Car finance: four crucial questions to ask

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Date: 28 June 2019

A car salesman hands over the keys to a new car

If you’ve been thinking about buying a car on finance, you’ve probably been asking yourself whether it's worth taking on the debt. The truth is, the value (or otherwise) of car finance must be assessed on a case-by-case basis.

That said, actually getting to grips with your car finance options needn’t be difficult. Nor should assessing whether or not car finance is the way to go for you personally.

Narrowing down your options

The term ‘car finance’ is actually quite vague, as there are dozens of different ways a vehicle purchase can be financed. However, a select handful tend to top the table as the most popular.

In terms of determining which one is best for you, here are the four important questions to consider.

1. Who do you want to borrow the money from?

Some car finance deals (personal contract purchase or PCP, hire purchase and so on) will only be on offer from the dealers and/or manufacturers themselves. You won’t typically find these kinds of funding solutions available from banks or specialist lenders.

Though not always the case, you may find the most affordable deals come from third-party lenders, rather than the dealers themselves. In any case, it’s important to consider the market in its entirety, before entering into any agreement.

Borrowing directly from the dealer can be more convenient, but doesn’t always guarantee the best deal on the market.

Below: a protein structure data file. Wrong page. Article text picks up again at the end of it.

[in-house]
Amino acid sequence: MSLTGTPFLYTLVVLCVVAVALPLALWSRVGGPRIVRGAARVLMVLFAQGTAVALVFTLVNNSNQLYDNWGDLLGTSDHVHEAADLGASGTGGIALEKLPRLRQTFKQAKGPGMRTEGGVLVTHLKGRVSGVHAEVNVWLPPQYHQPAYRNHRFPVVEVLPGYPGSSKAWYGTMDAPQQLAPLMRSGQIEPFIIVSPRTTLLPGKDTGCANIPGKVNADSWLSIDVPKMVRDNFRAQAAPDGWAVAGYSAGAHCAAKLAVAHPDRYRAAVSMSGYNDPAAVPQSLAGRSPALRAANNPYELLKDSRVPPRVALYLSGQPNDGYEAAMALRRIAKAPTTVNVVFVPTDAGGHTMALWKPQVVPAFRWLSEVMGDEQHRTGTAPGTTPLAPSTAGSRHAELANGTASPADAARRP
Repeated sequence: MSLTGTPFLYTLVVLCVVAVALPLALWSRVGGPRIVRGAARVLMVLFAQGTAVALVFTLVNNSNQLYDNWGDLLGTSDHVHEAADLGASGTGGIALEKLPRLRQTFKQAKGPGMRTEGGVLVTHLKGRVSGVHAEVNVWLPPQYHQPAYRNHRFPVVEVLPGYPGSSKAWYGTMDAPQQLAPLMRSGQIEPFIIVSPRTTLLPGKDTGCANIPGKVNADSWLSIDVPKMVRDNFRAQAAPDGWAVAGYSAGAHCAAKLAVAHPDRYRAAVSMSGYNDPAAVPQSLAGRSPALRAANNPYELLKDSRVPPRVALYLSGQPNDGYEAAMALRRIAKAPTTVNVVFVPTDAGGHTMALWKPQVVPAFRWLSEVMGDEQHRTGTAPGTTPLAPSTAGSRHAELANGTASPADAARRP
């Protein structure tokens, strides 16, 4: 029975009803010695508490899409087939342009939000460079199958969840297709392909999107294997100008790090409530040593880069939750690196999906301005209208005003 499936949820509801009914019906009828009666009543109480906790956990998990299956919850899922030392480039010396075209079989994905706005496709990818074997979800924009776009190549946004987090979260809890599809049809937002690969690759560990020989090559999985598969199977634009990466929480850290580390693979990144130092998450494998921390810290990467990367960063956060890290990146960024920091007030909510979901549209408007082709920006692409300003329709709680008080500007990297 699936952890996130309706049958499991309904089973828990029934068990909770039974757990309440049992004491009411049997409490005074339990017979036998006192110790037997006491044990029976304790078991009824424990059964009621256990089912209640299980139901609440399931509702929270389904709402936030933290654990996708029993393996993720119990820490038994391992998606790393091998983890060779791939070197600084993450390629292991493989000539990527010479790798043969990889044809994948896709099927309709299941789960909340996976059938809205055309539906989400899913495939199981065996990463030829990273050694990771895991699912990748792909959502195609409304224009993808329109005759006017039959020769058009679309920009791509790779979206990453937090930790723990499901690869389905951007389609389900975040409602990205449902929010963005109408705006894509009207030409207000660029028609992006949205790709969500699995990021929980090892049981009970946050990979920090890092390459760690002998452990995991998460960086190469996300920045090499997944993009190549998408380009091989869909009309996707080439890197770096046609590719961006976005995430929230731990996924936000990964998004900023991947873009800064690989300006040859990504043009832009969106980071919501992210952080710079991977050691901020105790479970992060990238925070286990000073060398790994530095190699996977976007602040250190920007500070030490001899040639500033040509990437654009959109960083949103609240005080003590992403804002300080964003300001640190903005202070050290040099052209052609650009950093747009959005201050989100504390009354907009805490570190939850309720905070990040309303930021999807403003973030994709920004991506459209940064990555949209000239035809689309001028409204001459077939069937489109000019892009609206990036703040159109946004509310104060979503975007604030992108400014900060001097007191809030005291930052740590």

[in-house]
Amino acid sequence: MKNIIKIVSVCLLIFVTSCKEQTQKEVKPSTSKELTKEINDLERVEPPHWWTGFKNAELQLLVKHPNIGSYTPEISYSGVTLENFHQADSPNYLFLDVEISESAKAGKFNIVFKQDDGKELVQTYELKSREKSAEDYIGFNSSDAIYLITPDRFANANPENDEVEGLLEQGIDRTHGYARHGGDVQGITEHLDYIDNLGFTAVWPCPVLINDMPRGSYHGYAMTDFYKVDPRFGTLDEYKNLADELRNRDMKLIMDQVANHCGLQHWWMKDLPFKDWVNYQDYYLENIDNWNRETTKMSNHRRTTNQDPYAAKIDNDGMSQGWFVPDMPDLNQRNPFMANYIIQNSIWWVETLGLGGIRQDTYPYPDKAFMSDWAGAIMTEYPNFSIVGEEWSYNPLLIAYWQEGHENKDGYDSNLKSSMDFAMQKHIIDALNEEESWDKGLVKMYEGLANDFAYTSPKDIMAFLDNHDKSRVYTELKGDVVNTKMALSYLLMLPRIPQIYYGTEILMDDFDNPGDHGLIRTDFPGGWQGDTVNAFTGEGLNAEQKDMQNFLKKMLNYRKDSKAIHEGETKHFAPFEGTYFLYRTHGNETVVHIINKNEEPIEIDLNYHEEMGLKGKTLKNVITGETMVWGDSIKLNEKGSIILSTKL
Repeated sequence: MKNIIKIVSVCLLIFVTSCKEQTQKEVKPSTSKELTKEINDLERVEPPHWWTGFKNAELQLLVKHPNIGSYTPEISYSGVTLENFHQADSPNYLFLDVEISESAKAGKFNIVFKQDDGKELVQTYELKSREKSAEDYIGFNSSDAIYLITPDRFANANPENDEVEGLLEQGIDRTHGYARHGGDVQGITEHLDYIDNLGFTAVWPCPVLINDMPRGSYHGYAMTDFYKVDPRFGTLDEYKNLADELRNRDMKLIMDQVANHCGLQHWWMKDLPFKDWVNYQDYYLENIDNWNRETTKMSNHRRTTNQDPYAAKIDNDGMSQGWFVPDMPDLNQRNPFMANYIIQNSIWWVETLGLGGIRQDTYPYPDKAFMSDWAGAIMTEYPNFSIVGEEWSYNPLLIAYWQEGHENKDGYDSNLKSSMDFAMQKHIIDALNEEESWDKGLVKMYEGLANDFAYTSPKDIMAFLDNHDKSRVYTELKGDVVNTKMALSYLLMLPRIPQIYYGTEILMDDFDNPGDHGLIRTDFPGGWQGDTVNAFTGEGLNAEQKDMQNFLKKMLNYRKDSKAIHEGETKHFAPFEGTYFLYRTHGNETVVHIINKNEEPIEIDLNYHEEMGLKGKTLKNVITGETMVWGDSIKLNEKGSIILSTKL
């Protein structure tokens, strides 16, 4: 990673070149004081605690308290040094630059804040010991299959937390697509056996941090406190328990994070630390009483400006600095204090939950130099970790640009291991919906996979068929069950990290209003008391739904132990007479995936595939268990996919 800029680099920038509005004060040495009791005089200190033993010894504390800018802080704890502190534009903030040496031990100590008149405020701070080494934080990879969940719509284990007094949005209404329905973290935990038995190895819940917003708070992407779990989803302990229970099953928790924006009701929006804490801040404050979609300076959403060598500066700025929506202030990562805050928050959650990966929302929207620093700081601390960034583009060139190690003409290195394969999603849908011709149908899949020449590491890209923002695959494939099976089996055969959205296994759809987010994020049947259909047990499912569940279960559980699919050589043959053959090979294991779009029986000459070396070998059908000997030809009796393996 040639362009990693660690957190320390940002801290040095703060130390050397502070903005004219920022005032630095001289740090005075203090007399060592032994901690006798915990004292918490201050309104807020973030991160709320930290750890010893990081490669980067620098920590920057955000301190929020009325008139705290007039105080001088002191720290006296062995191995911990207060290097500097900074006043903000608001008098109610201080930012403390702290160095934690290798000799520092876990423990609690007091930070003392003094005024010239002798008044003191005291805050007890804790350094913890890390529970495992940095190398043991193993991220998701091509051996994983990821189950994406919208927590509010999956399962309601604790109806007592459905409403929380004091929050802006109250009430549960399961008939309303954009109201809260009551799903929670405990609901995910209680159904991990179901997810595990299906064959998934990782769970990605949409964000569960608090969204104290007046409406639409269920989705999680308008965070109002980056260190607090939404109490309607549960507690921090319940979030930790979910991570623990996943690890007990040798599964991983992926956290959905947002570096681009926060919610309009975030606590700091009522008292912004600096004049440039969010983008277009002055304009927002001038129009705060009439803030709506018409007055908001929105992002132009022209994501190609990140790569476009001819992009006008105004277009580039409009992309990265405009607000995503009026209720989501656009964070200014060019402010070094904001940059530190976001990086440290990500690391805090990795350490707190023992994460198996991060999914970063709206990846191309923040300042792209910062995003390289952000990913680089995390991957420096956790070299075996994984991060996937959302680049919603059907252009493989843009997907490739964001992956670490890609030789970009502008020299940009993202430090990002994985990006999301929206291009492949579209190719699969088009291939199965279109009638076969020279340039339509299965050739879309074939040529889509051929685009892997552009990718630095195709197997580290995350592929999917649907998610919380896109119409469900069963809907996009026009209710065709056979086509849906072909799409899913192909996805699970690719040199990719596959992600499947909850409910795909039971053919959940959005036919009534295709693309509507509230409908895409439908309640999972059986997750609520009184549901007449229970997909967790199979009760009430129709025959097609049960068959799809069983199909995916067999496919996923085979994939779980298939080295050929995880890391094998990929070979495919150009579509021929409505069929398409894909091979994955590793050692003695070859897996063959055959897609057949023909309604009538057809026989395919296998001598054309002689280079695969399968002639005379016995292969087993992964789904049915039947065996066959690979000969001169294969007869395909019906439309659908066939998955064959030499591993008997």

2. Do you want to own the car now, later or never?

If you'd prefer to take legal ownership of your car the moment you buy it, a personal loan could be the way to go. The vast majority of hire purchase schemes (where you pay for a car in instalments) mean not taking ownership until the agreed repayment term is complete.

With a PCP agreement, ownership of the car at the end of the term is optional. If you want to keep the car, you’ll need to pay an agreed ‘balloon’ payment to take ownership of it. Or you can hand it back to the dealer and walk away.

There may or may not be the opportunity to purchase the vehicle outright at the end of a standard lease, which is more like a temporary rental contract than a sale. Your preferences and priorities in terms of ownership are for you to decide.

3. Can you afford a decent deposit?

Personal loans and specialist vehicle loans are usually the only funding options available that don’t involve a deposit. With PCP, hire purchase and most leasing agreements, deposits are mandatory. If you don’t have the funds, you may be out of contention.

Unsecured personal loans and specialist vehicle loans, by contrast, are issued with no deposit requirement. It’s simply a case of demonstrating your capacity to repay the loan, with a good credit history and a strong current financial status.

4. Can you definitely afford the repayments?

Last but not least, it's essential to carefully assess your ability to meet your contractual obligations. Car finance must always be carefully considered in accordance with overall borrowing costs. This includes interest rates and any other fees levied along the way.

Under the terms of a hire purchase or PCP agreement, late-payment or non-payment may result in the service provider repossessing the vehicle and retaining all payments made up to that point. With a personal loan, the lender’s policies will determine the course of action taken in the event of non-payment.

So is car finance worth it?

The short answer is yes - car finance is absolutely worth it. If you don’t have the funds available to afford the vehicle you need, finance could be the only realistic option.

As with all loans and financial products, the key to making it work lies in carefully considering all available options, understanding your obligations and ensuring you can confidently fulfil them.

Copyright 2019. Featured post made possible by iConquer Ltd

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